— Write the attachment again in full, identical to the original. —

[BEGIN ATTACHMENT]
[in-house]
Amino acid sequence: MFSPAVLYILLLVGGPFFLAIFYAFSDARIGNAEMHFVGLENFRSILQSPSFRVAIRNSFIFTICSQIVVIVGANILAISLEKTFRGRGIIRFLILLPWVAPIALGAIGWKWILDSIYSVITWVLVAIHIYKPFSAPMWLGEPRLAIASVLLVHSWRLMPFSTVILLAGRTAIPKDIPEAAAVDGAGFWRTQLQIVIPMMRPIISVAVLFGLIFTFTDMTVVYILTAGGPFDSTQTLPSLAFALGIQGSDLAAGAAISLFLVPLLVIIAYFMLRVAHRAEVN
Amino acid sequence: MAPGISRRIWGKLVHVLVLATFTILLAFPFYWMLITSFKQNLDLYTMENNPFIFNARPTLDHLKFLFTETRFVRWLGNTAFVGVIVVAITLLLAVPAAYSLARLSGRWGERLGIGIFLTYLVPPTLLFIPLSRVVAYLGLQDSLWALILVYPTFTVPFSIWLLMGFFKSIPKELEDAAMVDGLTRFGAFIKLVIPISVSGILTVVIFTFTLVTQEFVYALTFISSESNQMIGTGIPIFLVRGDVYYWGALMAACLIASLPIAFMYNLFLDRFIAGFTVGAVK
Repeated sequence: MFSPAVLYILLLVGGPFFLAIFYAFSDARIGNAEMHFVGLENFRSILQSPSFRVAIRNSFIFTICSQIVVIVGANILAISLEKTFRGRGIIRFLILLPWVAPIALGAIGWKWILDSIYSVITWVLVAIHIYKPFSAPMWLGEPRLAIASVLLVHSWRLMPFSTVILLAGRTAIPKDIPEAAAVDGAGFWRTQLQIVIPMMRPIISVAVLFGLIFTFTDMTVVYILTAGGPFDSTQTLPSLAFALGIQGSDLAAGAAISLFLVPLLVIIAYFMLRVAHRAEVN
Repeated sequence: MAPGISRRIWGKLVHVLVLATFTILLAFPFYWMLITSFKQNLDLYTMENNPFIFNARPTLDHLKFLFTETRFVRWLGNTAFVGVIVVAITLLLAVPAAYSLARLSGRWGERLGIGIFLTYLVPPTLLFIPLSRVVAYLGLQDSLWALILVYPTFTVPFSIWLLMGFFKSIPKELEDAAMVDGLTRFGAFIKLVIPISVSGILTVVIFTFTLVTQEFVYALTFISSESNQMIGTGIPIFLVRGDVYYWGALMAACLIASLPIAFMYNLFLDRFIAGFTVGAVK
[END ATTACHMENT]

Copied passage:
[in-house]
Amino acid sequence: MFSPAVLYILLLVGGPFFLAIFYAFSDARIGNAEMHFVGLENFRSILQSPSFRVAIRNSFIFTICSQIVVIVGANILAISLEKTFRGRGIIRFLILLPWVAPIALGAIGWKWILDSIYSVITWVLVAIHIYKPFSAPMWLGEPRLAIASVLLVHSWRLMPFSTVILLAGRTAIPKDIPEAAAVDGAGFWRTQLQIVIPMMRPIISVAVLFGLIFTFTDMTVVYILTAGGPFDSTQTLPSLAFALGIQGSDLAAGAAISLFLVPLLVIIAYFMLRVAHRAEVN
Amino acid sequence: MAPGISRRIWGKLVHVLVLATFTILLAFPFYWMLITSFKQNLDLYTMENNPFIFNARPTLDHLKFLFTETRFVRWLGNTAFVGVIVVAITLLLAVPAAYSLARLSGRWGERLGIGIFLTYLVPPTLLFIPLSRVVAYLGLQDSLWALILVYPTFTVPFSIWLLMGFFKSIPKELEDAAMVDGLTRFGAFIKLVIPISVSGILTVVIFTFTLVTQEFVYALTFISSESNQMIGTGIPIFLVRGDVYYWGALMAACLIASLPIAFMYNLFLDRFIAGFTVGAVK
Repeated sequence: MFSPAVLYILLLVGGPFFLAIFYAFSDARIGNAEMHFVGLENFRSILQSPSFRVAIRNSFIFTICSQIVVIVGANILAISLEKTFRGRGIIRFLILLPWVAPIALGAIGWKWILDSIYSVITWVLVAIHIYKPFSAPMWLGEPRLAIASVLLVHSWRLMPFSTVILLAGRTAIPKDIPEAAAVDGAGFWRTQLQIVIPMMRPIISVAVLFGLIFTFTDMTVVYILTAGGPFDSTQTLPSLAFALGIQGSDLAAGAAISLFLVPLLVIIAYFMLRVAHRAEVN
Repeated sequence: MAPGISRRIWGKLVHVLVLATFTILLAFPFYWMLITSFKQNLDLYTMENNPFIFNARPTLDHLKFLFTETRFVRWLGNTAFVGVIVVAITLLLAVPAAYSLARLSGRWGERLGIGIFLTYLVPPTLLFIPLSRVVAYLGLQDSLWALILVYPTFTVPFSIWLLMGFFKSIPKELEDAAMVDGLTRFGAFIKLVIPISVSGILTVVIFTFTLVTQEFVYALTFISSESNQMIGTGIPIFLVRGDVYYWGALMAACLIASLPIAFMYNLFLDRFIAGFTVGAVK